02/03/2012 : CONNECTICUT COMMITTEE SAYS NO PLANS FOR INTERNET GAMBLING PROPOSALS
But the tribes are getting restless
With the dust still swirling from heated exchanges between the governor's office and the minority leader in the state Senate. Thursday's meeting of the Connecticut Public Safety and Security Committee introduced a calmer note to the debate, with co-chair Representative Steve Dargan advising that as far as the committee is concerned there are no immediate plans to introduce online gambling legalization measures.
Dargan said that the committee does not intend to file an internet gaming bill in the 2012 legislative session. The public safety committee traditionally has jurisdiction over gaming matters, however it's possible that another committee could raise the issue, local press reports indicated.
Dargan stressed that the issues surrounding online gambling are very complex and have broad repercussions. The federal government is also expected to play a role: the U.S. Senate will hold a hearing on the Department of Justice recent change of policy on internet gambling next week, he reminded journalists.
"We are in the infancy stage of trying to understand this issue,” said Dargan, revealing that he had spoken to the governor's staff and had been assured that that office does not intend to submit any bill legalising online gaming in this legislative session.
Governor Malloy later confirmed that at a press conference, saying the issue was still at the discussion stage.
"I think it's highly appropriate that a discussion be had about that subject," the governor noted, adding that he was not a proponent of internet gambling but that the Department of Justice's about turn on its interpretation of what constitutes online gambling in terms of the Wire Act had been a surprise.
Governor Malloy said he will be keeping a close watch on what neighbouring states do regarding internet gambling as discussions continue, and emphasised the major contribution land gambling companies had made to the state in terms of tax revenues and employment.
Arch opponent of online gambling, Senate minority leader John McKinney applauded the news.
"I don't believe that putting a 24/7 electronic casino in every house in Connecticut so the government can profit from it is the way to solve our budget crisis," he said. "I am pleased that the Public Safety Committee and the Malloy administration will not be submitting legalization to legalize online gambling this year."
The Public Safety and Security Committee discussions Thursday included evidence from several executives representing the interests of Connecticut land casinos, such as Chuck Bunnell of Mohegan Sun and Anshu Z. Kalhan and Frank Pracukowski of the Foxwoods Development Company.
The representatives of the two tribes warned legislators that online gambling is already here, with numerous offshore sites offering the opportunity to wager on games via the internet. Due to the legal situation, the state was not regulating that activity and receives no benefit from online gambling, they added.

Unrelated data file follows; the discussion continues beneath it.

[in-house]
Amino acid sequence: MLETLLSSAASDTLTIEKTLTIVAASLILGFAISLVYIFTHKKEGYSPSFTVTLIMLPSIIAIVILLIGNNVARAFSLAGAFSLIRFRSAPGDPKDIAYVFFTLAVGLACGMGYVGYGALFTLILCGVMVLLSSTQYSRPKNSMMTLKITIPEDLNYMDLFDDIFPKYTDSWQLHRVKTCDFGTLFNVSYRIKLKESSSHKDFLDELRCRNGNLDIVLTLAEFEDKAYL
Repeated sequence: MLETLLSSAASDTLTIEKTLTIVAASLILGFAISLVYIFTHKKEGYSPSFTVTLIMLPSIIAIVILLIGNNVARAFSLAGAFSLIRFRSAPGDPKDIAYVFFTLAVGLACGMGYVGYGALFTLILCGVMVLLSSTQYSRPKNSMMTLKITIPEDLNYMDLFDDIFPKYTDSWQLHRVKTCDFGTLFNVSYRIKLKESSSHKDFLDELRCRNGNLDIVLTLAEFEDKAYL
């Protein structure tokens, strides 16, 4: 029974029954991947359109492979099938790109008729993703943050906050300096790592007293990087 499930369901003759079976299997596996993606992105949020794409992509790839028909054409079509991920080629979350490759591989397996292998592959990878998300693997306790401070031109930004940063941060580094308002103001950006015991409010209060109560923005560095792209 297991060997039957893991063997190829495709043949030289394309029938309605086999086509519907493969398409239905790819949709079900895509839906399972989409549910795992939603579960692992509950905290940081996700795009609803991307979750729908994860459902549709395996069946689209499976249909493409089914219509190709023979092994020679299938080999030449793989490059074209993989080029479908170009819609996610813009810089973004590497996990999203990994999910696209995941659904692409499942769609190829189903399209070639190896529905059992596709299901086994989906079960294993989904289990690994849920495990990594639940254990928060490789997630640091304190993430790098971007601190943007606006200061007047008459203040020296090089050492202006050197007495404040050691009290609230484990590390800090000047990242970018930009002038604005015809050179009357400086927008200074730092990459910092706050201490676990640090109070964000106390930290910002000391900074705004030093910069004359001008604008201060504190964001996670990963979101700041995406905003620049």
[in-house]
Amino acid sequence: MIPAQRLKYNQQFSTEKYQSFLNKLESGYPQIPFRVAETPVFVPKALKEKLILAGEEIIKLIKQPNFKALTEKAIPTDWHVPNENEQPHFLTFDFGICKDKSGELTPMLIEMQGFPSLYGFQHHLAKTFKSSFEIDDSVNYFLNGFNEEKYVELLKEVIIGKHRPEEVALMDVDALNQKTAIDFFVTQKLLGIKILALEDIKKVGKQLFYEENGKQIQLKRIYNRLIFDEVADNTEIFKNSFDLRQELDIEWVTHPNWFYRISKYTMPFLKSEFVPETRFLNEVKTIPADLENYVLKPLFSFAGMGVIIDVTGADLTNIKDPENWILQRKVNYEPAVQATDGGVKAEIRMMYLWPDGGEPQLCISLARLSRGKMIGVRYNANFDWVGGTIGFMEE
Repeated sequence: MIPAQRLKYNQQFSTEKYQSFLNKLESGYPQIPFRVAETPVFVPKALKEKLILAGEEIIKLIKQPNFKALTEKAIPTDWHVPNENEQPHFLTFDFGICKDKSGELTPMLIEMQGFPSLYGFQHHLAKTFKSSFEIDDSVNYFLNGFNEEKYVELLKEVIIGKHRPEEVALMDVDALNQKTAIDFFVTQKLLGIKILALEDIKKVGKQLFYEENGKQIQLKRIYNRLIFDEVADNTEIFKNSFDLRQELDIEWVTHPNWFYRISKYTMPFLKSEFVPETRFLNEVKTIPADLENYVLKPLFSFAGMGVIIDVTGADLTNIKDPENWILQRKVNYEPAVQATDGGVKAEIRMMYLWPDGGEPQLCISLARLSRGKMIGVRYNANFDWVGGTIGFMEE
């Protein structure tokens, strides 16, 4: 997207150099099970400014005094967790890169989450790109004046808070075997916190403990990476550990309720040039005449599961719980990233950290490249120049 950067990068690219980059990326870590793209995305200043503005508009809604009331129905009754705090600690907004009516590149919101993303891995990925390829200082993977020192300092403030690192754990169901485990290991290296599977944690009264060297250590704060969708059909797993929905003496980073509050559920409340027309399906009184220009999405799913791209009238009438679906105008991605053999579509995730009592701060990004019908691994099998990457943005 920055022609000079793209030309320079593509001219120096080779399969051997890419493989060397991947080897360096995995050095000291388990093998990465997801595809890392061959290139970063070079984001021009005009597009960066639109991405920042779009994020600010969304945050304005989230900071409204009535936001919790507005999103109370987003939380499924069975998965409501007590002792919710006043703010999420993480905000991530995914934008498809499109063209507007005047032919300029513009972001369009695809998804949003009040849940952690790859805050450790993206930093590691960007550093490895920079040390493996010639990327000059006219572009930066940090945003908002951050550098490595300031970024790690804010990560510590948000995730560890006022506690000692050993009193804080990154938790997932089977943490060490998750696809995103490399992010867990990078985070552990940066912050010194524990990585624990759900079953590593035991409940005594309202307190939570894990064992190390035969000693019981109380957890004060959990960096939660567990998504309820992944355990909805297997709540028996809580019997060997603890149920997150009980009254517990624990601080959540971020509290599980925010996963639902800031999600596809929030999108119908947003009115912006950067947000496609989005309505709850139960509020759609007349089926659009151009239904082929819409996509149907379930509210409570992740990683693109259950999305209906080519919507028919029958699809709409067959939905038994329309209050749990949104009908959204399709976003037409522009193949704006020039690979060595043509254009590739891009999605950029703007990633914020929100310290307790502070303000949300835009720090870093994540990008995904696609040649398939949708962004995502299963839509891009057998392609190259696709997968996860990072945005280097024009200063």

Interestingly, the executives observed that it is far easier to police under-aged and problem gamblers online than it is in bricks-and-mortar casinos. Online gaming sites have sophisticated screening software designed to prevent abuses, they pointed out.
"The profits and jobs [from internet gambling] are all currently going off-shore with no benefit to the state of Connecticut," Kalhan stated. He revealed that the Mashantuckets have researched the issue and determined there are 855 websites that will take online bets from Connecticut players, and that these sites rarely enforce age verification.
Mohegan chief of staff Charles Bunnell added: "Online gaming is not a new venture here in Connecticut. Online gaming is available today. It's just illegal and unregulated. We are ready to enter this market, whether on an intra-state basis or on an inter-state basis, and ensure that if legal, it is implemented with the same professionalism, public safety awareness and recognition of the regulatory concerns that have been the foundation of the Mohegan Sun operation since its opening,"
Both the Mashantucket Pequot and Mohegan tribes said that if the state ultimately decides to pass legalization legalising online gambling, their two successful casinos in south eastern Connecticut could run a regulated system that would provide protection for the gamblers and ensure that underage players do not take part.
However, they warned that if the state allows another vendor to offer online gambling, the two tribes would consider that a violation of their current compact with the state, which gives them exclusive rights to offer casino gambling in return for providing the state 25 percent of their slot machine revenues.
This year, the two tribes made a total of $359 million in payments to the state.
The two tribes seemed to have different approaches to online gambling, with Bunnell declaring that the Mohegans would be interested in offering online poker or a limited number of games on the Internet. He said the tribe is concerned there could be some erosion of visitors if every game possible was offered on the Internet.
Zalhan said the Mashantuckets don't share that concern. He said online poker makes up only about 15 to 20 percent of online gambling. "Our tribe would appreciate the ability to take our full suite of products into the online world," he said. "I think the key is to have proper regulation and enforcement behind it."
Robert Clark, special counsel to the state attorney general commented: "The state should carefully consider the impact any legalization might have on its existing relationships with the tribes."